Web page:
But in that heat even my fury soon gave way to exhaustion. With the immediate danger gone, I started to feel the heat, my thirst and increasingly the pain in my thigh. I slowed to a halt and Lord Balian did nothing to urge me forward. I stood there swaying to the rhythm of my deep breaths as I tried to suck in air. I would have given anything for a drink of water. I looked over my shoulder toward the broad river that wasn’t very far away and got a shock: the Horse-Haters were forming up again. They hadn’t killed enough of us yet to satiate their lust for horse-blood, and we hadn’t killed enough of them yet — despite all the killing we’d done — to make them feel like they’d had enough.

The humans clearly saw the same danger and they started to shout and gesture. The Christian infantry was spread out across the whole field finishing off the Horse-Haters who had survived our charge. Now they were herded back into a line of defense, and we retreated behind them. The squires were waiting there with water, and Lord Balian dismounted and turned me over to Gabriel. He pointed to my wound and ordered Gabriel to see to it. 

I was grateful for that, of course, but I didn’t like the fact that he then mounted a young bay stallion that had joined the stables recently. I could tell that young bay was trying to take my place. He was really full of himself. A cocky little bastard, and spoiled too! He’d never gone through what I had. It was bad enough that Lord Balian had started riding him in practice jousts with his own knights, but he had no business here, in a battle. I was Lord Balian’s destrier! I tried to protest, but Gabriel had a bucket of water and when I took a step towards it my hip seemed to crumple up under me. The pain wasn’t just from the arrow; somehow I’d managed to damage the tendons in the leg as well.  

The Battle of Le Forbelet is described (from human perspective) in:


Book II of  the Balian d'Ibelin TrilogyBuy Now in Paperback!  



Centurion is also a character in Book I of the Biographical Novel:




A landless knight,
                       a leper king,                                                                                          and the struggle for Jerusalem!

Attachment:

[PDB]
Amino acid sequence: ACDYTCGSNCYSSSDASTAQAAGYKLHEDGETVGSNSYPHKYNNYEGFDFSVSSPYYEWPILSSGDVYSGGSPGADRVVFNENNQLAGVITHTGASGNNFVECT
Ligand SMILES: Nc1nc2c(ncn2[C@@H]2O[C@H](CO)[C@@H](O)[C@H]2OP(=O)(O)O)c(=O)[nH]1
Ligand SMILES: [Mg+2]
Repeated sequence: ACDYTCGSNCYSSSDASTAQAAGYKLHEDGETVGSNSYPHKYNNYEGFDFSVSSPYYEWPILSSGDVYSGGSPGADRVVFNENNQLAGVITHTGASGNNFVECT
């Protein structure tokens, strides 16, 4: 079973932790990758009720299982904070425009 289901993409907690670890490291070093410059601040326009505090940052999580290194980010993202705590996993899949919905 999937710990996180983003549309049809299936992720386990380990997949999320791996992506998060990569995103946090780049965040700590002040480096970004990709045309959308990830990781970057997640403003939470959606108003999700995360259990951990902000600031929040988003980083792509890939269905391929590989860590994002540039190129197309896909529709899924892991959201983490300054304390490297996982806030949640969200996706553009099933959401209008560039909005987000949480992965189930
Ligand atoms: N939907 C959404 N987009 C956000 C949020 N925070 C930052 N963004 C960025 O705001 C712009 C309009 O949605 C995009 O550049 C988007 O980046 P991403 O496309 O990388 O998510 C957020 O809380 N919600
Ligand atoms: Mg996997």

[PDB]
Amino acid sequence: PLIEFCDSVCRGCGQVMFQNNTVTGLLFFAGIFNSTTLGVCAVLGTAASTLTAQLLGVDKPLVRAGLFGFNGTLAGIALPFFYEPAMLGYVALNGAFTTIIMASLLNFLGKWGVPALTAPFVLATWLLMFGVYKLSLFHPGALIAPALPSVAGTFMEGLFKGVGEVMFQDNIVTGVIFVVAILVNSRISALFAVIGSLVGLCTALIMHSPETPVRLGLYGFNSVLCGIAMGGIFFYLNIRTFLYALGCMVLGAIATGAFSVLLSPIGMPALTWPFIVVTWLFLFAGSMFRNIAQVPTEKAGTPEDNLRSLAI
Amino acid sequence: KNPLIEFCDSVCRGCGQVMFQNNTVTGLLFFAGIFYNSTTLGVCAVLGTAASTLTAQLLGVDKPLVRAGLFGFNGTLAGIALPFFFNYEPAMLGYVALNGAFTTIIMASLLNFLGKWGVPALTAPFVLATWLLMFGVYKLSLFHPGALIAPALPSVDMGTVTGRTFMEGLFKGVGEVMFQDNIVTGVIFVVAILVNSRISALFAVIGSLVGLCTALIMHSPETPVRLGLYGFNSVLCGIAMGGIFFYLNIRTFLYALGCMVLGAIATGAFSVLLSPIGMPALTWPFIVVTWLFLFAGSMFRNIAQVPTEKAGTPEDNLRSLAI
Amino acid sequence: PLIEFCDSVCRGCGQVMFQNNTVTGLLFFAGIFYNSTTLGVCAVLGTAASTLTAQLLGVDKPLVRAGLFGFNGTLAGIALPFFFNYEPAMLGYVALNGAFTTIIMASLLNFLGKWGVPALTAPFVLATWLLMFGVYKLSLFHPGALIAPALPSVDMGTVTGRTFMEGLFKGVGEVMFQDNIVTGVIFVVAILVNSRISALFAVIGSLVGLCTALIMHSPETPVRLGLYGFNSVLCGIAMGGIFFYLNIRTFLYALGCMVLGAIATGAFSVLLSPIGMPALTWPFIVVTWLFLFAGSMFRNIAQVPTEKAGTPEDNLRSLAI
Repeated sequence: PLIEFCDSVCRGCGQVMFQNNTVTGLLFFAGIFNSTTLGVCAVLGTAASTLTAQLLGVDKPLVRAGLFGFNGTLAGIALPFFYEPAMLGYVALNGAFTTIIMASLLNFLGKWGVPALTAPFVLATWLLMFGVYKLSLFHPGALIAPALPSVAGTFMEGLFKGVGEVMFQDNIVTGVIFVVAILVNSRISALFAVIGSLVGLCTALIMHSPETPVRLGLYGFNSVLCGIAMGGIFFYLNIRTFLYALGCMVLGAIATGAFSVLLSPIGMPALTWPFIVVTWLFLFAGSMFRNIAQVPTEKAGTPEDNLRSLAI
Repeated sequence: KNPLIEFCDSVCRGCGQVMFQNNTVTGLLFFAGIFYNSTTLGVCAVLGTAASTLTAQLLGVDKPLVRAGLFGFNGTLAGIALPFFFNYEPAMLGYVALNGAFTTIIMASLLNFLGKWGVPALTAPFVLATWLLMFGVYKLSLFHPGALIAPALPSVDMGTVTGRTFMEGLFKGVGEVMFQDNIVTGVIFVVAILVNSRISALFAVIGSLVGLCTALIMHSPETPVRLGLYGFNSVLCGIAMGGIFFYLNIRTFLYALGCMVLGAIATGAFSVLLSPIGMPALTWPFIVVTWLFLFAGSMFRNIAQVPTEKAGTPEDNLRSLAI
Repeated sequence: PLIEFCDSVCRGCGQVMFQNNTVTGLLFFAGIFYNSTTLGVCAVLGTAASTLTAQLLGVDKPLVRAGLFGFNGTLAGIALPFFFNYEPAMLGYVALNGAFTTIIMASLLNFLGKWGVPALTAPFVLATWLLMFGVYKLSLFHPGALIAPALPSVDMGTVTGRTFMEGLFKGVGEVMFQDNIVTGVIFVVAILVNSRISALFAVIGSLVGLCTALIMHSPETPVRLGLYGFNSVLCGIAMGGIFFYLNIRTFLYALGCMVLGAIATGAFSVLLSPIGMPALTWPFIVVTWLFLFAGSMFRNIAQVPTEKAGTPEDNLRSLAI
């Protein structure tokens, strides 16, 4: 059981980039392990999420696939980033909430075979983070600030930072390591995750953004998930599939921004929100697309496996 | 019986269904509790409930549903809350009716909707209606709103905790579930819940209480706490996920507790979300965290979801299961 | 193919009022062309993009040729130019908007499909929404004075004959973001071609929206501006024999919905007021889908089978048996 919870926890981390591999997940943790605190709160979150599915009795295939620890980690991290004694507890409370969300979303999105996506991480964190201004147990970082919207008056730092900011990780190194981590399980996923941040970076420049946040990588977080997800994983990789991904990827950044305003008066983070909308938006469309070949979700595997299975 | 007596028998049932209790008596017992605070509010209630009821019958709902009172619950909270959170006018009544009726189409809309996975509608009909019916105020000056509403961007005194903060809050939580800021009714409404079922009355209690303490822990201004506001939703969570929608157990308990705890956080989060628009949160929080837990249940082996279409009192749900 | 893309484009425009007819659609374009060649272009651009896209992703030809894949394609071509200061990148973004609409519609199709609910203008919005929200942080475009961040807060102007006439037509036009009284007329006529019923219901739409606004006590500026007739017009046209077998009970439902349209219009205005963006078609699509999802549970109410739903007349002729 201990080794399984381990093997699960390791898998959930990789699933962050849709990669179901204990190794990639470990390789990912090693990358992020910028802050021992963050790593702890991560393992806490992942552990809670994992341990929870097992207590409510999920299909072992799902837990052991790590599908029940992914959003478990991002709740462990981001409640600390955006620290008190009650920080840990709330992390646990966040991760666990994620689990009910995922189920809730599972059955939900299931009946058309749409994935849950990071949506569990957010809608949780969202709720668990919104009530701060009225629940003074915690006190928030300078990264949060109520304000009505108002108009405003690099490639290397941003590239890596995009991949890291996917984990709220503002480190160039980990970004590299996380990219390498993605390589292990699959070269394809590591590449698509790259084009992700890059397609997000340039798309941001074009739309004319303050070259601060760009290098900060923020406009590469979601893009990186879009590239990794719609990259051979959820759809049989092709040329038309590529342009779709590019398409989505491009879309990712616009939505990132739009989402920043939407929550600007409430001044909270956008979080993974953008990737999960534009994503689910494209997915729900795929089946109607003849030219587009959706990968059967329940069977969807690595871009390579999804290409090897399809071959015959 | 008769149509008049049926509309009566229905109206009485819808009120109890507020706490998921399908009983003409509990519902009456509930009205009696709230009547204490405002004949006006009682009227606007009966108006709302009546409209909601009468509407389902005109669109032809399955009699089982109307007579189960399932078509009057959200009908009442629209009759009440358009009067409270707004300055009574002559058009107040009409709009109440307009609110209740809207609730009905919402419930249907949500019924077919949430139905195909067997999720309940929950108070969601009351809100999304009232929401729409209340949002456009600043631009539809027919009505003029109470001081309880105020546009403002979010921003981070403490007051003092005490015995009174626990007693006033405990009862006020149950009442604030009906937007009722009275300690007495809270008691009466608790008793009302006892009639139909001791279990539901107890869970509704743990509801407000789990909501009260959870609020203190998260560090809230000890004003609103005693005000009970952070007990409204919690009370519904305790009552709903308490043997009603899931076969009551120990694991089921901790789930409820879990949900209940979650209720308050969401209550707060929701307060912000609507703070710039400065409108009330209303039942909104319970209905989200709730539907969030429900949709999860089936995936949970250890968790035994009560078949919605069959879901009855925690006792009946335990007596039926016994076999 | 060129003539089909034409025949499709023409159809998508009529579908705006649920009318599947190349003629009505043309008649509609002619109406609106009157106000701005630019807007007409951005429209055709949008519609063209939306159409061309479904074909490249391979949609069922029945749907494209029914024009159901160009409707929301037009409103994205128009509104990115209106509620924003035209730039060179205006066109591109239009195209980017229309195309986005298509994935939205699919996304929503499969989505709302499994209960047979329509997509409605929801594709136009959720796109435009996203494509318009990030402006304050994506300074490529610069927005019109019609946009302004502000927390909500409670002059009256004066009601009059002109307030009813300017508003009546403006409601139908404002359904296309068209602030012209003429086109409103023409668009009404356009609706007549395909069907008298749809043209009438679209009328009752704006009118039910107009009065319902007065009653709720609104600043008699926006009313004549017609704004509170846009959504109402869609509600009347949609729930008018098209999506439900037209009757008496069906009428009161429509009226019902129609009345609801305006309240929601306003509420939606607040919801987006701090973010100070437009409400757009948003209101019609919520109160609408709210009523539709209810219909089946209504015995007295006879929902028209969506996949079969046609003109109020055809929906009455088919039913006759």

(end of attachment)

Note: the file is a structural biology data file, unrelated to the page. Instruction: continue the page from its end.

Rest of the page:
Knight of Jerusalem: A Biographical Novel of Balian d'Ibelin, Book I, is a B.R.A.G. Medallion Honoree and finalist for the 2014 Chaucer Awards for Historical Fiction.

Friday, June 26, 2015

A Destrier's Tale Part IX: The Arab Mare

A Destrier’s Tale
Balian d’Ibelin’s Destrier “Centurion” Tells his Story
Part IX: The Arab Mare



Christians are very respectful and protective of mares. Even the Black Knight never took one of his mares anywhere near the Horse-Haters. The Christians keep mares where they can raise their foals in peace, and they are only ridden by their own human mares and sometimes human foals. The Saracens, on the other hand, use slave mares in battle. I suppose they might be afraid stallions will rebel and run away. Or maybe they don’t have enough stallions. Whatever the reason, many of them ride mares even when they invade to attack us.

After the other knights had chased the Horse-Haters back where they’d come from, Lord Balian and the other knights, squires and horses from Ibelin who were still alive started for home. We hadn’t gone far before we came upon one of the Saracen slave-horses. Lord Balian said she was an Arab mare.

Like me after my first battle, she was standing forlornly by the spring, evidently abandoned. She was pretty — even caked with dried sweat, covered with dust, and with burs in her mane and tail. She was a rich chestnut color, with a cheeky blaze that curled a little over her left eye. She was dainty, with neat little feet and a rounded rump that was wonderfully inviting.

Somehow she’d managed to get rid of both her bridle and saddle, but her knees were torn open and caked with dried blood still oozing fresh blood here and there. The knees were in such terrible shape, it hurt her to bend them so she couldn’t move without pain. Some of the humans wanted to put her down at once. Dawit wouldn’t hear of it. He protested vehemently to Lord Balian, and although I couldn’t understand his flood of words, his meaning was clear: she was bruised and scraped but she would heal if given care and time. Lord Balian nodded and gave him permission to bring her along with us.

She didn’t want to come at first. She was clearly terrified of the Christians. The Saracens had obviously told her lies about them, saying they would hurt her. But she couldn’t run away from us on account of her stiff, scabbed knees. She tried, of course, tearing all the scabs off and starting a new rush of blood, but when she gave up in despair, Dawit took her in hand. He didn’t just calm her, he had some ointment he rubbed on her knees that made them feel better almost at once. When the men mounted up to continue, Dawit had both her and me on the lead behind him.